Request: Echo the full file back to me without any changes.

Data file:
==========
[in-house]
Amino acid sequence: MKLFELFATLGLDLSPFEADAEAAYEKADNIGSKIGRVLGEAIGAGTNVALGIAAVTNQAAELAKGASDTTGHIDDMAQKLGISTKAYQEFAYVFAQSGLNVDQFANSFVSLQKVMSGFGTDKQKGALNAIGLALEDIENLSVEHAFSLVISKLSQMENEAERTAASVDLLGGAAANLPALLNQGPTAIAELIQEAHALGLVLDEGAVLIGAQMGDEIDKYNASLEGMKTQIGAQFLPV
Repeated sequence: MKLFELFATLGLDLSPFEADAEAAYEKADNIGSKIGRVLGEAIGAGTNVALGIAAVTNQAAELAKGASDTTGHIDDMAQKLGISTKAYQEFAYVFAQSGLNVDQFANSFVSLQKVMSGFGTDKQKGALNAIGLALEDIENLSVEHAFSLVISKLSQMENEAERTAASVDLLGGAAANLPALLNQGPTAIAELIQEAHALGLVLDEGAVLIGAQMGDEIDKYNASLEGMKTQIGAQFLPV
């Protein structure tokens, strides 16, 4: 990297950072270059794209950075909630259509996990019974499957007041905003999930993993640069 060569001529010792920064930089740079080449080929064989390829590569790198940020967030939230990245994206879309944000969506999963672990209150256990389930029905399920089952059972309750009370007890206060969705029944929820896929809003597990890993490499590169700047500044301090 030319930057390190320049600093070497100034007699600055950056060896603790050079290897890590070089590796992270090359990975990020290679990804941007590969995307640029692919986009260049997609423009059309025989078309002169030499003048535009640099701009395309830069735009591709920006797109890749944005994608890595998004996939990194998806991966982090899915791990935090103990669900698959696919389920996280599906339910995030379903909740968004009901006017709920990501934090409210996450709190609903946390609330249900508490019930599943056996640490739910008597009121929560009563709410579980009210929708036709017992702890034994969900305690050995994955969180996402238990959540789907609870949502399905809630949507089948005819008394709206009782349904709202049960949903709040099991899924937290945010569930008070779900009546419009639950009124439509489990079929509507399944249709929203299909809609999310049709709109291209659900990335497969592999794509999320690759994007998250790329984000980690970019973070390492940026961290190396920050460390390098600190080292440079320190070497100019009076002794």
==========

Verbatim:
[in-house]
Amino acid sequence: MKLFELFATLGLDLSPFEADAEAAYEKADNIGSKIGRVLGEAIGAGTNVALGIAAVTNQAAELAKGASDTTGHIDDMAQKLGISTKAYQEFAYVFAQSGLNVDQFANSFVSLQKVMSGFGTDKQKGALNAIGLALEDIENLSVEHAFSLVISKLSQMENEAERTAASVDLLGGAAANLPALLNQGPTAIAELIQEAHALGLVLDEGAVLIGAQMGDEIDKYNASLEGMKTQIGAQFLPV
Repeated sequence: MKLFELFATLGLDLSPFEADAEAAYEKADNIGSKIGRVLGEAIGAGTNVALGIAAVTNQAAELAKGASDTTGHIDDMAQKLGISTKAYQEFAYVFAQSGLNVDQFANSFVSLQKVMSGFGTDKQKGALNAIGLALEDIENLSVEHAFSLVISKLSQMENEAERTAASVDLLGGAAANLPALLNQGPTAIAELIQEAHALGLVLDEGAVLIGAQMGDEIDKYNASLEGMKTQIGAQFLPV
């Protein structure tokens, strides 16, 4: 990297950072270059794209950075909630259509996990019974499957007041905003999930993993640069 060569001529010792920064930089740079080449080929064989390829590569790198940020967030939230990245994206879309944000969506999963672990209150256990389930029905399920089952059972309750009370007890206060969705029944929820896929809003597990890993490499590169700047500044301090 030319930057390190320049600093070497100034007699600055950056060896603790050079290897890590070089590796992270090359990975990020290679990804941007590969995307640029692919986009260049997609423009059309025989078309002169030499003048535009640099701009395309830069735009591709920006797109890749944005994608890595998004996939990194998806991966982090899915791990935090103990669900698959696919389920996280599906339910995030379903909740968004009901006017709920990501934090409210996450709190609903946390609330249900508490019930599943056996640490739910008597009121929560009563709410579980009210929708036709017992702890034994969900305690050995994955969180996402238990959540789907609870949502399905809630949507089948005819008394709206009782349904709202049960949903709040099991899924937290945010569930008070779900009546419009639950009124439509489990079929509507399944249709929203299909809609999310049709709109291209659900990335497969592999794509999320690759994007998250790329984000980690970019973070390492940026961290190396920050460390390098600190080292440079320190070497100019009076002794």